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GRETZ v. ESSLINGER'S (11/14/67)

decided: November 14, 1967.

GRETZ
v.
ESSLINGER'S, INC., APPELLANT



Appeal from order of Court of Common Pleas No. 1 of Philadelphia County, Dec. T., 1963, No. 1477, in case of Karl Gretz v. Esslinger's, Inc.

COUNSEL

Abraham L. Shapiro, with him Norman C. Henss, Harold Greenberg, and Cohen, Shapiro, Berger & Cohen, for appellant.

Lester J. Schaffer, with him Herman N. Silver, for appellee.

Bell, C. J., Musmanno, Jones, Cohen, Eagen, O'Brien and Roberts, JJ. Opinion by Mr. Justice Cohen. Dissenting Opinion by Mr. Justice Roberts. Mr. Justice Musmanno and Mr. Justice Eagen join in this dissenting opinion.

Author: Cohen

[ 428 Pa. Page 91]

Appellee, Karl Gretz, in December, 1963, received an arbitration award of $40,000; ultimately judgment was entered on the award and was affirmed by this Court. Gretz v. Esslinger's, Inc., 416 Pa. 111, 204 A.2d 754 (1964). Subsequent to the rendition of the award, Gretz was adjudicated a bankrupt and the judgment was marked to the use of the trustee of the bankrupt estate. On February 2, 1965, the trustee as judgment creditor garnished one of appellant's (Esslinger's) bank accounts; the garnishee then paid the amount of the judgment plus interest and costs to date and the judgment creditor's attorney ordered the judgment satisfied against the garnishee.

[ 428 Pa. Page 92]

Thereafter, appellant filed the present petition to have the main judgment satisfied of record. In his answer to the petition, the trustee in bankruptcy admitted receipt of payment of the amount of the judgment plus interest and costs; but asserted that because the funds were "tied up" as a result of further proceedings instituted after payment to him by appellant in the federal district court which enjoined trustee from distributing the money to creditors of the bankrupt estate, he would not satisfy the judgment until appellant paid interest to the bankrupt estate. The court below denied appellant's motion for judgment on the pleadings.

The effect of the lower court's opinion is to permit a fiduciary who has been paid the full amount of a judgment plus interest and costs, to refuse to satisfy the judgment even though two acts of the legislature make the satisfaction mandatory. Act of March 14, 1876, P. L. 7, 12 P.S. § 978;*fn1 Act of March 27, 1865, P. L. 52, 12 P.S. § 977.*fn2

[ 428 Pa. Page 93]

At the moment that the garnishee paid the judgment in full plus interest and costs to date, an unqualified right accrued to the appellant to have the original judgment marked satisfied. It is clear that when the trustee executed on the judgment against the garnishee and received full satisfaction thereof, the defendant-appellant on the original judgment had met his full obligation on that judgment to the plaintiff-appellee, and satisfaction of the original judgment is required by the plain intendment of either Act.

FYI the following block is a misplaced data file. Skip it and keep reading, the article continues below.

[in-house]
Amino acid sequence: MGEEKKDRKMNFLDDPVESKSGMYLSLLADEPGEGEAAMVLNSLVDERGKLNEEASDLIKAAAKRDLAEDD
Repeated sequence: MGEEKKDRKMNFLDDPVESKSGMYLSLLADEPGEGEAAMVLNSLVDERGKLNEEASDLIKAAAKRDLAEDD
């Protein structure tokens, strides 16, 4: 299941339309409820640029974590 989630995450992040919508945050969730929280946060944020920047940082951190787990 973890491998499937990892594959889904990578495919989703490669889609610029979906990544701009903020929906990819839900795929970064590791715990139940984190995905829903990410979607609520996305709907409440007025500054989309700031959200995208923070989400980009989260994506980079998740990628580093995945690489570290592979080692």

The court below relied principally upon two cases: Felt v. Cook & Hackett, 95 Pa. 247 (1880); O'Connor v. Flick, 265 Pa. 49 (1919), wherein we held that in order for a defendant to be entitled to a decree requiring satisfaction of a judgment, he must produce competent evidence to support a finding of actual payment in full. Since, according to the lower court's view, no competent evidence was produced, it concluded that defendant-appellant was not entitled to satisfaction of the judgment. However, unlike the two cases relied upon by the lower court, here the defendant-appellant has produced the requisite competent evidence to support a finding of actual payment in full. Since proof of actual payment is the only prerequisite necessary to establish an unqualified right to have a judgment marked satisfied, appellee's answer admitting that the full amount of the judgment plus interest and costs had been paid clearly supplied the quantum of competent evidence required.

The lower court held that since the appellant chose to proceed on petition and answer rather than taking depositions, the ...


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